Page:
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What about THAT kid?

By February 24, 2020 News

We all have one– or at least one– the kid that keeps us up at night. The one that brings us on an emotional roller coaster all year. The one that, despite all our best efforts, cannot participate in class the way we expect them to. So, what do we do with these little loves? Although there’s no one size fits all method, we can implement some methods in our circles which allow these students to find their footing in the classroom.

 

Take time away from group tasks to get to know one another. Different pairings and groupings give our students the opportunity to interact socially with everyone in class, including us! Adding questions to your sequences that allow the students to express their own interest or relevancy in a theme not only brings on more language, but let’s us all to really understand one another. 

 

Assume that those tricky behaviors our student is exhibiting is for a reason. And that it probably has nothing to do with you. We teachers have a tricky way of taking the blame for every failure that occurs in our classroom. Thankfully, when we have a classroom of equity and respect, we do not have that much power. Our students have lives (and probably complicated ones) outside of our classroom, and those burdens and emotions that they carry trickle into our rooms. It’s ok if a student just needs some time to breathe and regroup in class. Your ability to recognize their need, and not take personal ownership of their emotions will build a trust in your classroom that cannot be replaced.

 

Tell your students what you’re thinking and what you’re feeling. Far too often, we make decisions for our classroom without really sharing why with our students. If we give our students the opportunity to listen to our thoughts or processes, and to share our emotions behind them- they will look at us with a greater understanding and respect.  

 

Set ground rules, and use them to point out inappropriate behaviors with positivity. In the OWL classroom the classroom ground rules are clear and simple: respect, participate, and 100% target language. When a student fails to follow through with one piece of the rules, we need to call them on their behavior without reprimanding them. Once we say “no English” once, we’ve invited English into our classroom. Positive speech allows our students to recognize their shortcomings, but feel that we believe in them. Ask them what the rules are, remind them they can speak in the L2, and ask the group what we can do instead of a certain behavior.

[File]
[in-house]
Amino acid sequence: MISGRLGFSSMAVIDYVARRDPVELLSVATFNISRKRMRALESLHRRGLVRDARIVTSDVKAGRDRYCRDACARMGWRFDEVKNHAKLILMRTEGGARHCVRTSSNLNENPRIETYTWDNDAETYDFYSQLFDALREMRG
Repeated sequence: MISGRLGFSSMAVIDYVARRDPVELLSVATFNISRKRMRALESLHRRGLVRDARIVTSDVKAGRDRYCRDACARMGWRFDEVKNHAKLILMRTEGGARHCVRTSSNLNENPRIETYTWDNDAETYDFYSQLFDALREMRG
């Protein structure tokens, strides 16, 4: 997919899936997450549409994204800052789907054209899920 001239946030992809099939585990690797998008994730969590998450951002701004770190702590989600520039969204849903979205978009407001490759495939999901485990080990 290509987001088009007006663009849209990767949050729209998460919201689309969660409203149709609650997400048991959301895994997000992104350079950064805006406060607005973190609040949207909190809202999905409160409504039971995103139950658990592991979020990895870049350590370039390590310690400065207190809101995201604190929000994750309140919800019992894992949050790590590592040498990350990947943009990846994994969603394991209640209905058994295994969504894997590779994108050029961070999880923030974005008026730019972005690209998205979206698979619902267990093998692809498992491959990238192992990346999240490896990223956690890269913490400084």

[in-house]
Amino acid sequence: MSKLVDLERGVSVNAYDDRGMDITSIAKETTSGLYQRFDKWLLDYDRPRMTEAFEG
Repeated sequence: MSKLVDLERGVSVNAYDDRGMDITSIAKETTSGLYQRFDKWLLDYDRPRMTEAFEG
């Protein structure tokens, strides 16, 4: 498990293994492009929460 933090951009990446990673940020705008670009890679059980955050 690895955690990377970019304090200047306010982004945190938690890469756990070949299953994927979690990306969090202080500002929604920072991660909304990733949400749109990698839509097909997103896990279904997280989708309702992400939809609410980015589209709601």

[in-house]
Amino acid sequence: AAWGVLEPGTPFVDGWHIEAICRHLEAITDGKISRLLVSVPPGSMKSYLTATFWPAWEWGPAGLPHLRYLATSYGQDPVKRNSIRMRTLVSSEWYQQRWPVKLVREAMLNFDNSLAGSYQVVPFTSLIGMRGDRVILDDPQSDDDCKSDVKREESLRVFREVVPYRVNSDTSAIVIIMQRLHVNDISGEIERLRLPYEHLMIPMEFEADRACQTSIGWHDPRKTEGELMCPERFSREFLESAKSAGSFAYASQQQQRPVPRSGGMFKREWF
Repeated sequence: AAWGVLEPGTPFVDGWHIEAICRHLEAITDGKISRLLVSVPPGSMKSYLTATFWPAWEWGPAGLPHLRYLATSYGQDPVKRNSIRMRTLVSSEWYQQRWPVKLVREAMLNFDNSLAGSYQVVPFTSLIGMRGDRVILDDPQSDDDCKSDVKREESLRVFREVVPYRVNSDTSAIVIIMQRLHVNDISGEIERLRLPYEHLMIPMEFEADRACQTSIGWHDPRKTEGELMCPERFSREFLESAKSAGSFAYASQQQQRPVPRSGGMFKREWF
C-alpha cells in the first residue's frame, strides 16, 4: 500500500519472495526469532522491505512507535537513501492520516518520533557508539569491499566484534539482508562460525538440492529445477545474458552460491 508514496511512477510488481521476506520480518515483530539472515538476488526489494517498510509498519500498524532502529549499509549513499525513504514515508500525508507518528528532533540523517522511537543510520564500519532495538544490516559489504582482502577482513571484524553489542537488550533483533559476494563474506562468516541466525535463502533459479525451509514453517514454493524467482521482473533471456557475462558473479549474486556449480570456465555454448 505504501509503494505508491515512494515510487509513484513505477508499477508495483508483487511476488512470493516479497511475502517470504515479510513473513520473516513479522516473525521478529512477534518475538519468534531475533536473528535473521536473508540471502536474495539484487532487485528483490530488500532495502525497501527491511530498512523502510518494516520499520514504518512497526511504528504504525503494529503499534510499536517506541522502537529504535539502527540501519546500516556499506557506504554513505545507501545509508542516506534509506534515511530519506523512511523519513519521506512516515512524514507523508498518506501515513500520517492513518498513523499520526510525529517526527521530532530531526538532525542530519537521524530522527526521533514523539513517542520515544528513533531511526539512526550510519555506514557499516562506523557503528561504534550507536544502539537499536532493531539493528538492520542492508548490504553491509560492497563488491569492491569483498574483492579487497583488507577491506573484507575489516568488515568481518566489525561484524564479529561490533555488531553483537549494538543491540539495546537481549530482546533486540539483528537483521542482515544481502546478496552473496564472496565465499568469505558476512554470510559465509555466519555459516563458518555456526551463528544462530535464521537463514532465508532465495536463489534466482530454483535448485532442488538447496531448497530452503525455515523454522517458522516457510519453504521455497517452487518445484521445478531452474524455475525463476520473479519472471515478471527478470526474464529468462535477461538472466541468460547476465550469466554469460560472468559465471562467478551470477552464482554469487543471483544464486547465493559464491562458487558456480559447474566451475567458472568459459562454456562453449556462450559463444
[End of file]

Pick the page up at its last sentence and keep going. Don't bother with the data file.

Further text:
Support your student. Volunteer to help them out if they need it, be flexible, and provide support! Students who tend to act out in class need us to be the steady hand in the classroom. Being steady in our support, even when they refuse to take it, demonstrates to your student that you are there for them and their growth. 

 

Validate member’s contributions- let them feel valued! If you have a kid that says they hate your class, but they are showing up everyday, take that as a victory! Thank them for coming to class, for trying to participate, for passing out the paper. Remember, they could be wandering the halls and making your life a whole different level of crazy. 

 

Respect individuality and different perspectives by listening. Our students all come from different families, upbringings, and situations; and they all have different opinions, likes, or perspectives on experiences. Being a model for listening- without immediate response or our own opinion- demonstrates to our students what being a responsible member of a community means. When we give them an opportunity to be accepted for who they are, they just might change their own perspective on our classroom.

 

Take a breath, look at that kiddo, and find just one positive thing that you can see in them. Let that one thing be a guiding path to camaraderie and  possibility for you and that student.